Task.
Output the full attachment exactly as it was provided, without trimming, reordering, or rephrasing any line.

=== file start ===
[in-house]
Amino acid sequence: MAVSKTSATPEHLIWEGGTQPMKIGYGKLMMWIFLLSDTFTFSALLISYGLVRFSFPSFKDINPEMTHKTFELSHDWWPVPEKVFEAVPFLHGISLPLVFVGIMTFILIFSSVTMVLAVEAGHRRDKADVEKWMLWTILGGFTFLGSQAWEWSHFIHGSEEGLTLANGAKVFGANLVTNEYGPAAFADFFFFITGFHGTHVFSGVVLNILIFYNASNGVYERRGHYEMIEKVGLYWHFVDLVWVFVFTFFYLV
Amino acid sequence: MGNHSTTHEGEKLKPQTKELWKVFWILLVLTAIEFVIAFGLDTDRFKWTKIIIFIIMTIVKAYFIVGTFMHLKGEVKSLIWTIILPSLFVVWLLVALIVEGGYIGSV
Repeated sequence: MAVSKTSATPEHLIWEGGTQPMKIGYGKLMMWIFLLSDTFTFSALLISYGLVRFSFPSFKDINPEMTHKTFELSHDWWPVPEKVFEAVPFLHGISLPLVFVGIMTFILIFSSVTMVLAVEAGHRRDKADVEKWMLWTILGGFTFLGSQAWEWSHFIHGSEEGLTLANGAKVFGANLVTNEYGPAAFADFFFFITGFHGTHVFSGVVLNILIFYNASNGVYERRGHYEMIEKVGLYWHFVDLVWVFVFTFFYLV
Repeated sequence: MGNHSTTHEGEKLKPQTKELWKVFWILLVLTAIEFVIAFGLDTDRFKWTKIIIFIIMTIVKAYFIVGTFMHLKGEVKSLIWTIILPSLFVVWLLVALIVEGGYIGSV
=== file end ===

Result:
[in-house]
Amino acid sequence: MAVSKTSATPEHLIWEGGTQPMKIGYGKLMMWIFLLSDTFTFSALLISYGLVRFSFPSFKDINPEMTHKTFELSHDWWPVPEKVFEAVPFLHGISLPLVFVGIMTFILIFSSVTMVLAVEAGHRRDKADVEKWMLWTILGGFTFLGSQAWEWSHFIHGSEEGLTLANGAKVFGANLVTNEYGPAAFADFFFFITGFHGTHVFSGVVLNILIFYNASNGVYERRGHYEMIEKVGLYWHFVDLVWVFVFTFFYLV
Amino acid sequence: MGNHSTTHEGEKLKPQTKELWKVFWILLVLTAIEFVIAFGLDTDRFKWTKIIIFIIMTIVKAYFIVGTFMHLKGEVKSLIWTIILPSLFVVWLLVALIVEGGYIGSV
Repeated sequence: MAVSKTSATPEHLIWEGGTQPMKIGYGKLMMWIFLLSDTFTFSALLISYGLVRFSFPSFKDINPEMTHKTFELSHDWWPVPEKVFEAVPFLHGISLPLVFVGIMTFILIFSSVTMVLAVEAGHRRDKADVEKWMLWTILGGFTFLGSQAWEWSHFIHGSEEGLTLANGAKVFGANLVTNEYGPAAFADFFFFITGFHGTHVFSGVVLNILIFYNASNGVYERRGHYEMIEKVGLYWHFVDLVWVFVFTFFYLV
Repeated sequence: MGNHSTTHEGEKLKPQTKELWKVFWILLVLTAIEFVIAFGLDTDRFKWTKIIIFIIMTIVKAYFIVGTFMHLKGEVKSLIWTIILPSLFVVWLLVALIVEGGYIGSV